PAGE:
/Broke: The Ins and Outs of NHL Finance

Broke: The Ins and Outs of NHL Finance

Is it all about the money? The NHL, while being the 5th strongest professional sports league (in terms of revenue with accumulation at $3.7 billion) has money all over the place. While one can sit for hours and simply marvel at the dollars thrown into something as simple as a game, why not divulge further? My greatest interest while researching such a broad topic is: what money are the players making and how do they retain it without blowing it on anything and everything? Taking a deeper plunge into the major money of professionals, not all hockey players have managed to stay out of the “broke” category, meaning groups of pro athletes that have blown their massive amounts of money and wasted their fortunes, becoming “broke.”

Salaries & Contracts

While these athletes may not neccessarily be in the game for the money, it sure boosts the enthusiasm and accentuates the crazy influx of cash a sport like hockey can attract. According to Forbes, the average NHL player’s salary is $2.4 million a year, third in comparison of the 3 other major professional sports leagues: NFL, NBA, and MLB. Multiply that by the average career of 5.5 years, the collective gross of the average player is $13.2 million for a full career without endorsements, bonuses, and other additions to salary. However this is simply an average. Even though most of the numbers are 100% accurate, monetary numbers are only released by third-party sites. The NHL refuses to release official player salary numbers. Commissioner Gary Bettman’s explains that he’s not keen on disclosing player salaries, and would rather fan focus on the on-ice product. Yet while these figures aren’t official, we do know some facts.

We know Jagr has accumulated the most money currently of any player in NHL history ($117.8 million). Are you really surprised? The guy was drafted in 1990..

We know that Washington Capitals captain Alex Ovechkin inked a 13 year, $124 million dollar contract, the largest monetary contract in NHL history.

We know that the Ottawa Senators hold the highest total salary at $74,892,470 and defenseman Shea Weber is the current highest paid player in the league at $14.1 million per year, with the highest possible amount reaching at $14.6 million.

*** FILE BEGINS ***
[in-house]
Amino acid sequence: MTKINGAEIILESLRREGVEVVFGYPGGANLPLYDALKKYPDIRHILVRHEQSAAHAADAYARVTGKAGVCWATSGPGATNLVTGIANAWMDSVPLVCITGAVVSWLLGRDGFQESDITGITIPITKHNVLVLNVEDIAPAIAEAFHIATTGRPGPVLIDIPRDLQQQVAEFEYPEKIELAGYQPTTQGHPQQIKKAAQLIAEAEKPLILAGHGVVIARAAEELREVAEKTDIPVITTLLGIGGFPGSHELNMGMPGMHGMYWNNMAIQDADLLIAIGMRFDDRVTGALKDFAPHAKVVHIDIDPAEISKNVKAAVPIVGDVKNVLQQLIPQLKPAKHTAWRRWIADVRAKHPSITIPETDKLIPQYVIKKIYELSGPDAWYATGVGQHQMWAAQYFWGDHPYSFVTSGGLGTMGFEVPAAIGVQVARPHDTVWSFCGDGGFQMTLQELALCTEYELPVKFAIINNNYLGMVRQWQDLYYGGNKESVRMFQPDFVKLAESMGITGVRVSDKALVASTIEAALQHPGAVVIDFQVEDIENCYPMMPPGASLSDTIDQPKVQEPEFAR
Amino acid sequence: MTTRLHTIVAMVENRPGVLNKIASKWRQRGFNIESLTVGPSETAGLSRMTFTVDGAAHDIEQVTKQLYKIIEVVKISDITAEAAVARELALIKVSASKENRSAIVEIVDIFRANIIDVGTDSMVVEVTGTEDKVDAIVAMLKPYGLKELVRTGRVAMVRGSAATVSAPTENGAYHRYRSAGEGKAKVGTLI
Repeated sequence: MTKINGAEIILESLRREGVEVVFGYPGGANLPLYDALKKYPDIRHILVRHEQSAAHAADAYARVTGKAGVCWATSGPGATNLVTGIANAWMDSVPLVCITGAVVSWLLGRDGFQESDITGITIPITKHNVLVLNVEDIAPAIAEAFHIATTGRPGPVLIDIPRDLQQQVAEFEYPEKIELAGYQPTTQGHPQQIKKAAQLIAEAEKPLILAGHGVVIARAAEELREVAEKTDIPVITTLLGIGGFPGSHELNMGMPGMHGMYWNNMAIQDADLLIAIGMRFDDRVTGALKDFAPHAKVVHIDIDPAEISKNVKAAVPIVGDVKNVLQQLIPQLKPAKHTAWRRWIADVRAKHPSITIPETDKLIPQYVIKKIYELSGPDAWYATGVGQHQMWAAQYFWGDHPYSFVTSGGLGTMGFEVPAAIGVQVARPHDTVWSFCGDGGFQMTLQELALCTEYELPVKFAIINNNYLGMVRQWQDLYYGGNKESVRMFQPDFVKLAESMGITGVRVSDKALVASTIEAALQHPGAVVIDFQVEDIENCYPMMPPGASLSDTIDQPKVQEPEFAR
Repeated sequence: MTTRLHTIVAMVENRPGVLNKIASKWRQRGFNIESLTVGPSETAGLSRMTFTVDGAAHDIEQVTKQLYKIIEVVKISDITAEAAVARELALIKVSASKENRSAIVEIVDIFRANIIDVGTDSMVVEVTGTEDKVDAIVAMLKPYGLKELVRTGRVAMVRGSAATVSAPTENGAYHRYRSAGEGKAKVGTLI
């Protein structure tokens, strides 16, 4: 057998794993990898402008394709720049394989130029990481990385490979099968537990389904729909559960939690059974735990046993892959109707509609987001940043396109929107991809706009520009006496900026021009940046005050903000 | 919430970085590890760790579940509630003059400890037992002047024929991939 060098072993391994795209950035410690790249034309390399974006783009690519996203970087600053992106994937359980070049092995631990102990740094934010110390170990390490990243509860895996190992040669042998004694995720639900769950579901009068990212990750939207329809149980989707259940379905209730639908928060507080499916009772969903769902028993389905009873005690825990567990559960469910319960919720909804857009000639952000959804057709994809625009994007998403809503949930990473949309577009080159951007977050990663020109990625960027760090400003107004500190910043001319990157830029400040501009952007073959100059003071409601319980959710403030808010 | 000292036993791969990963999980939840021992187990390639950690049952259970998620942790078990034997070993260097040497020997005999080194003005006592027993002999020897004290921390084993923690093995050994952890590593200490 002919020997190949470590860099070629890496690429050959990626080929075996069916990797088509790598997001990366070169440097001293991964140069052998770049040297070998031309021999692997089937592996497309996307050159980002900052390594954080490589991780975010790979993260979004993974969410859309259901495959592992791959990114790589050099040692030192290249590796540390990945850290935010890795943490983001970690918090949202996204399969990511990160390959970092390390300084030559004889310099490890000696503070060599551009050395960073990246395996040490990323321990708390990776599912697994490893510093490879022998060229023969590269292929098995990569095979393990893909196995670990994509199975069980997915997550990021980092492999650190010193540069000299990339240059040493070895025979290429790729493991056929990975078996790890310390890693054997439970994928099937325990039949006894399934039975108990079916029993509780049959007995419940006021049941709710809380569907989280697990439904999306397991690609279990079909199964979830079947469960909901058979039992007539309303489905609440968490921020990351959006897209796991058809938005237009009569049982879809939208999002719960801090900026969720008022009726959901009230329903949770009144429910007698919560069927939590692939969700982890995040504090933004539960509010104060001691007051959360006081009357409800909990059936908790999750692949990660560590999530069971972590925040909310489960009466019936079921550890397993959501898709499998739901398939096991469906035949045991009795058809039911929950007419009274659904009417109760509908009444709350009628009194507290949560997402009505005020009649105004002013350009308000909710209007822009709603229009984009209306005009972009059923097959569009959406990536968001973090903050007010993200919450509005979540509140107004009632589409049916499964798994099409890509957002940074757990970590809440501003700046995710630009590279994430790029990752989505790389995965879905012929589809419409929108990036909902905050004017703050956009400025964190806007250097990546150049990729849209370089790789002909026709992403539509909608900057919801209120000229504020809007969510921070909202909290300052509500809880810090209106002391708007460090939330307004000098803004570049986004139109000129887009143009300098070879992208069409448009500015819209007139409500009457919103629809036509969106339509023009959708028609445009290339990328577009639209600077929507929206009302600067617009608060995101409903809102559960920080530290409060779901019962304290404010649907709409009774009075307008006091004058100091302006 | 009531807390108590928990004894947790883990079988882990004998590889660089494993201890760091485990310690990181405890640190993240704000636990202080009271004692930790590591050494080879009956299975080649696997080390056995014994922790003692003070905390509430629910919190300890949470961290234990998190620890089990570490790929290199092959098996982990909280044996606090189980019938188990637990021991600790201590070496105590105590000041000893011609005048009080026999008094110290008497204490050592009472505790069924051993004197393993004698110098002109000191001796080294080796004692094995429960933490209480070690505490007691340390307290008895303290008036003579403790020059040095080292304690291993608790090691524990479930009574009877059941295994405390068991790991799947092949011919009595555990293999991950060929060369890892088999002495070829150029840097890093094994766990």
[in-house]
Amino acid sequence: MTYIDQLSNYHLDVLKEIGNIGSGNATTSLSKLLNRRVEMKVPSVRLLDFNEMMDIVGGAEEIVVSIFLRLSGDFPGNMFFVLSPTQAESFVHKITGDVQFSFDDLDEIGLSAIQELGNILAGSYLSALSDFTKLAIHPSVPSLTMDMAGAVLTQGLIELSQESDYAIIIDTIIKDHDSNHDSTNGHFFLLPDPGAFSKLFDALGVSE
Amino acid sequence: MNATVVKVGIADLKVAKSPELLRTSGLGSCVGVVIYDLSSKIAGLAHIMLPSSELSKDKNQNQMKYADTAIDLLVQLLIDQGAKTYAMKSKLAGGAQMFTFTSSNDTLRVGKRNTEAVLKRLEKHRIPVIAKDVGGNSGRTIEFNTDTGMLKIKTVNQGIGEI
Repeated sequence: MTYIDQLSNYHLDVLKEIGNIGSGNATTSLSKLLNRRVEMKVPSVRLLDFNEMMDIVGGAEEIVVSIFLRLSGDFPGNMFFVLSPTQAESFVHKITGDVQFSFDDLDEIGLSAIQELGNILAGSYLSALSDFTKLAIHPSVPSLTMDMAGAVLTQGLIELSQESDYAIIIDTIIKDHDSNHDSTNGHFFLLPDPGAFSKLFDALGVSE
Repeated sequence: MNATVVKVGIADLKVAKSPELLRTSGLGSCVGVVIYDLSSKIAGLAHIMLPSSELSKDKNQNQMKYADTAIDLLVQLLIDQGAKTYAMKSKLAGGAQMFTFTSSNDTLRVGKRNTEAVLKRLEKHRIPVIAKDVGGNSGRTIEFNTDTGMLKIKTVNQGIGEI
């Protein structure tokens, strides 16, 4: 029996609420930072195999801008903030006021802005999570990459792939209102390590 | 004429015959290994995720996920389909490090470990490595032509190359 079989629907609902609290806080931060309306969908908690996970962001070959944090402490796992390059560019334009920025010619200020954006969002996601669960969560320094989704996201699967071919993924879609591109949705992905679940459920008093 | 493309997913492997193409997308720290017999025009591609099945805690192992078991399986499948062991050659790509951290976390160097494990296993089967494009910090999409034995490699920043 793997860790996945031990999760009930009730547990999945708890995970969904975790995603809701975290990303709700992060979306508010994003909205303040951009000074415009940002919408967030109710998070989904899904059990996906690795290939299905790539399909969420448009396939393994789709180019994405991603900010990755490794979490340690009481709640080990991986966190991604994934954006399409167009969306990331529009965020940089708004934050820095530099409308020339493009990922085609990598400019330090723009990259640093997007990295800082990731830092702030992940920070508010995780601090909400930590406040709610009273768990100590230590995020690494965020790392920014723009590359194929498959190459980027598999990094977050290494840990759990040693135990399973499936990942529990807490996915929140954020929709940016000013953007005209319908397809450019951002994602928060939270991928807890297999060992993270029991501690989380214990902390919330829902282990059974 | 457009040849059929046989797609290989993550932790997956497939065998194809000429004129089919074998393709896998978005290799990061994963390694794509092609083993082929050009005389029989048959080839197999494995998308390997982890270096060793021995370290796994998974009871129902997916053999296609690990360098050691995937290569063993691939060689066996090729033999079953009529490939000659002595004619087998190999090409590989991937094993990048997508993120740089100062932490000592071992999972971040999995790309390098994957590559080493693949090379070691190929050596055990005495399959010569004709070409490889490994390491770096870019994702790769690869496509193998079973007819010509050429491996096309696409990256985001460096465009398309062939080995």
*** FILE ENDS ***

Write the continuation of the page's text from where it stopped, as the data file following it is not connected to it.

Furthermore, we know that the current minimum salary is a “measly” $575,000 a year. Chump change, am I right?

I think everyone knows that New York is a top sports market city regardless of team record or success, so it comes as no surprise that the Rangers boast the most valuable NHL franchise at $1.2 billion.


So how does this lead to me to my next point? Throwing stats and figures around allows a peak inside the financial state and flexibility of professional hockey. The numbers are high and large in even what many consider to be the 4th, maybe even the 5th legitimate pro sports league. With the worst of players making 6 digit figures and the best players collecting a fortune, why is it when I do research… I find players turning up broke? Some have excuses, some simply threw themselves into the flames with poor decisions.

Jack Johnson entrusted his parents with his finances and they caused him to file bankruptcy.

Sergei Gonchar was a part of a group of 19 players scammed out of investments in Mexico properties as a Phil Kenner fraud to trick the players out of more than $25 million.

Bryan Trottier ran his money into the ground after retirement with poor investments, specifically in an ice skating rink business.

Theo Fleury practically ruined his career and financial opportunity with substance abuse and depression, attempting to make his way back in the league but failing and losing all sense of a career.

Even the all-time great Bobby Orr was screwed out of wealth by a scam agent, Alan Eagleson. Eagleson led Orr practically into bankruptcy with constant control of his schedule, finances, and life as a whole. Orr grew to rebuild his money by becoming a player-agent hoping to help younger players avoid the mistakes Orr made as a young player.

And the National Hockey League isn’t even the owner of most athletes who have blown their fortunes. 78% of NFL players and 60% of NBA players are bankrupt or dealing with financial stress in 2-5 years out of retirement according to Time.com. Many more NHL players come from more middle class households versus the opposite with NFL and NBA players coming from urban roots and poor beginnings, leading them to make worse financial decisions. But the fact remains clear, there are still considerable amounts of NHL players losing their wealth and it personally just blows one’s mind.

It truly makes us wonder: If an all-time legend can blow $3 million dollars, how careful should we be with our own bank accounts?


Drew Bishop is the “Hockey America” columnist for Good Night, Good Hockey. You can contact him on his email: abishop@huronstudents.com



Drew Bishop is a freshman at Temple University in Philadelphia. He's been watching hockey since the age of 3, follows the cardinal rule of Saturday's are for the boys, and wears sunglasses everywhere no matter what. The primary way of contacting Drew is at this email: dbishop@gnghockey.com.